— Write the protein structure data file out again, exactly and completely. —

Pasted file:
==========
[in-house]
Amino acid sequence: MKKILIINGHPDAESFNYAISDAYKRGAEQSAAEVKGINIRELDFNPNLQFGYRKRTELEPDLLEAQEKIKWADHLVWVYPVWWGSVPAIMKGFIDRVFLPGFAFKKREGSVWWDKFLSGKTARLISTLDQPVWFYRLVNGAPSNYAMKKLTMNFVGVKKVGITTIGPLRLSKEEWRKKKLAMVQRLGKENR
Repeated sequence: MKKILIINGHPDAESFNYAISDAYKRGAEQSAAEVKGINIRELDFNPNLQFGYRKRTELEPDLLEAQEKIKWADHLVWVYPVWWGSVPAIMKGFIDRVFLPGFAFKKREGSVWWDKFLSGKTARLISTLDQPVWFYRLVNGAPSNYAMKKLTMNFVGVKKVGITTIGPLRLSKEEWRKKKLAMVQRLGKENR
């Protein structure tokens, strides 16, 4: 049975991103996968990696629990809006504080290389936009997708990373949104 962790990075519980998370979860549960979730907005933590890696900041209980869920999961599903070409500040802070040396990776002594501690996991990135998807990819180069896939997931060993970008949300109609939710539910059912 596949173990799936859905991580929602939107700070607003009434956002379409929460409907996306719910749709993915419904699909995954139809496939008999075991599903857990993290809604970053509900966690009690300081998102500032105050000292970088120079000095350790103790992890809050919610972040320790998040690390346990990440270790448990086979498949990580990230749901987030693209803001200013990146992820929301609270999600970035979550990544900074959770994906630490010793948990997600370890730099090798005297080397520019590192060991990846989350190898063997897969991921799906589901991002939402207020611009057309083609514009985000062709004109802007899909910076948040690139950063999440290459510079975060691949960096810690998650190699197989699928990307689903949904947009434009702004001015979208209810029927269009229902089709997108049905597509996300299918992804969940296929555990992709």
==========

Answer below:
[in-house]
Amino acid sequence: MKKILIINGHPDAESFNYAISDAYKRGAEQSAAEVKGINIRELDFNPNLQFGYRKRTELEPDLLEAQEKIKWADHLVWVYPVWWGSVPAIMKGFIDRVFLPGFAFKKREGSVWWDKFLSGKTARLISTLDQPVWFYRLVNGAPSNYAMKKLTMNFVGVKKVGITTIGPLRLSKEEWRKKKLAMVQRLGKENR
Repeated sequence: MKKILIINGHPDAESFNYAISDAYKRGAEQSAAEVKGINIRELDFNPNLQFGYRKRTELEPDLLEAQEKIKWADHLVWVYPVWWGSVPAIMKGFIDRVFLPGFAFKKREGSVWWDKFLSGKTARLISTLDQPVWFYRLVNGAPSNYAMKKLTMNFVGVKKVGITTIGPLRLSKEEWRKKKLAMVQRLGKENR
């Protein structure tokens, strides 16, 4: 049975991103996968990696629990809006504080290389936009997708990373949104 962790990075519980998370979860549960979730907005933590890696900041209980869920999961599903070409500040802070040396990776002594501690996991990135998807990819180069896939997931060993970008949300109609939710539910059912 596949173990799936859905991580929602939107700070607003009434956002379409929460409907996306719910749709993915419904699909995954139809496939008999075991599903857990993290809604970053509900966690009690300081998102500032105050000292970088120079000095350790103790992890809050919610972040320790998040690390346990990440270790448990086979498949990580990230749901987030693209803001200013990146992820929301609270999600970035979550990544900074959770994906630490010793948990997600370890730099090798005297080397520019590192060991990846989350190898063997897969991921799906589901991002939402207020611009057309083609514009985000062709004109802007899909910076948040690139950063999440290459510079975060691949960096810690998650190699197989699928990307689903949904947009434009702004001015979208209810029927269009229902089709997108049905597509996300299918992804969940296929555990992709």